Economists warn Rini over pro-farmer policy
JAKARTA (JP): Economists have welcomed plans by Minister of Industry and Trade Rini Soewandi to improve the well-being of farmers and create more jobs, but warned her not to oppose an international trade ruling.
Center for Strategic and International Studies (CSIS) economist Pande Radja Silalahi said that any policy contradictory to World Trade Organization (WTO) regulations would only harm the country's international image.
"We should side with the farmers without breaking international trade regulations," Pande told the Jakarta Post over the weekend.
He explained that if the government wanted to improve the well-being of farmers, it should restrict itself to only playing a facilitator's role by providing and supervising the distribution of fertilizer, developing roads to improve the transportation of produce, building trading warehouses to accommodate surpluses and disseminate market information properly.
In her first formal media conference since she was appointed a minister in the Cabinet of President Megawati Soekarnoputri, Rini said that the top priorities in her policy over the next couple of years were to improve the well-being of farmers and create job opportunities.
"We always take into account two things: the welfare of the farmers, and the creation of job opportunities," the former top corporate executive said.
The 1997 economic crisis has made many Indonesians unemployed. The country's labor force was estimated at 95.7 million people in 2000, of which 5.8 million were jobless. At least 45.3 percent of those employed work in the agriculture sector.
Rini did not provide any details of the policy.
But the statement raised fears that the administration would grant special treatment to farmers, including protectionism, in order to elevate their economic welfare.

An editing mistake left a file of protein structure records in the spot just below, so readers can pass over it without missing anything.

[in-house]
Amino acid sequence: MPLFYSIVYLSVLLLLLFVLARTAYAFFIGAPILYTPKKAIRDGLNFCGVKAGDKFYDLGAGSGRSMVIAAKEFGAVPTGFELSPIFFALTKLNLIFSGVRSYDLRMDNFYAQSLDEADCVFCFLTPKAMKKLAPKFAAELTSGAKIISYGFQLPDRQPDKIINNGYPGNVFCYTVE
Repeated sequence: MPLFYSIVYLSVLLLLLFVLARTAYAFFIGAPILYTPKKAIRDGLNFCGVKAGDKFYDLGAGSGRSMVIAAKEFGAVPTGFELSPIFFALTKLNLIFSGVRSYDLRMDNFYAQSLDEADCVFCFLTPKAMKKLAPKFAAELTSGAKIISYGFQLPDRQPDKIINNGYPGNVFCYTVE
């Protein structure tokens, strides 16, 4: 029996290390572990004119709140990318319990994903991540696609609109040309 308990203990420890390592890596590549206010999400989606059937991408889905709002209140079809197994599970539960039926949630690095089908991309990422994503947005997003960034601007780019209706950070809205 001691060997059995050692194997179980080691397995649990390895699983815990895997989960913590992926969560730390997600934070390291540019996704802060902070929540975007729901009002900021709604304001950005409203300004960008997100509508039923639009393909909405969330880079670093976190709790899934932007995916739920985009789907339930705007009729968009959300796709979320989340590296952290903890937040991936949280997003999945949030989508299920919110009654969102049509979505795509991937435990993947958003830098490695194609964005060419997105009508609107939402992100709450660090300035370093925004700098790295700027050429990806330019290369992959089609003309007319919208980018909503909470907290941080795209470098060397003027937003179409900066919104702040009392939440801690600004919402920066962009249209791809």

Indonesia is a member of WTO and has pledged to lower import tariffs for virtually all commodities and products, including agricultural goods such as rice.
There has been growing calls for the government to impose a high import tariff on rice to protect local farmers from cheaper imports.
Meanwhile, economist Faisal Basri also warned the government that the country would pay "a heavy price" if it moved against the international trade ruling.
Both Faisal and Pande, however, said that the main problem confronting the country's agriculture sector was not low tariffs, but inefficient production.
"Arable land owned by Indonesian farmers has no economic scale and our farmers are still employing traditional tilling methods," Pande said.
Basri concurred, saying that by raising the import tariff on rice, even up to 60 percent as demanded by non-governmental organizations (NGOs) and agriculture associations, would only hurt the farmers.
"Between 30 percent and 40 percent of Indonesian farmers are net rice consumers who have to buy rice as their harvests did not meet their family's needs," Basri said.
Basri said close to 40 percent of Indonesian farmers had 0.2 hectares or less of rice fields, while only 5 percent had more than one hectare.
"If the government raises the import tariff on rice to 60 percent, the number of poor would increase by 20 percent because they could not afford to buy rice anymore," he said.
Meanwhile, deputy secretary-general of the Indonesian Cacao Association (Askindo) Zulhefi Sikumbang urged the government to also focus on commodity traders and not only farmers.
"The policy (of only prioritizing farmers) would kill commodity traders who are already facing cash flow problems because of the current economic crisis," he said.
According to Zulhefi, the policy would provide only short-term benefits to farmers.
"Under the current situation, only foreign traders who have strong financial support can survive. Later on, they will dictate the prices of commodities," he said.
"Cacao trading is fully controlled by foreign investors now," he said.
Indonesia exported about 300,000 tons of cacao in 2000, 80 percent of which was done by traders from the United States, the Netherlands and Singapore.(03)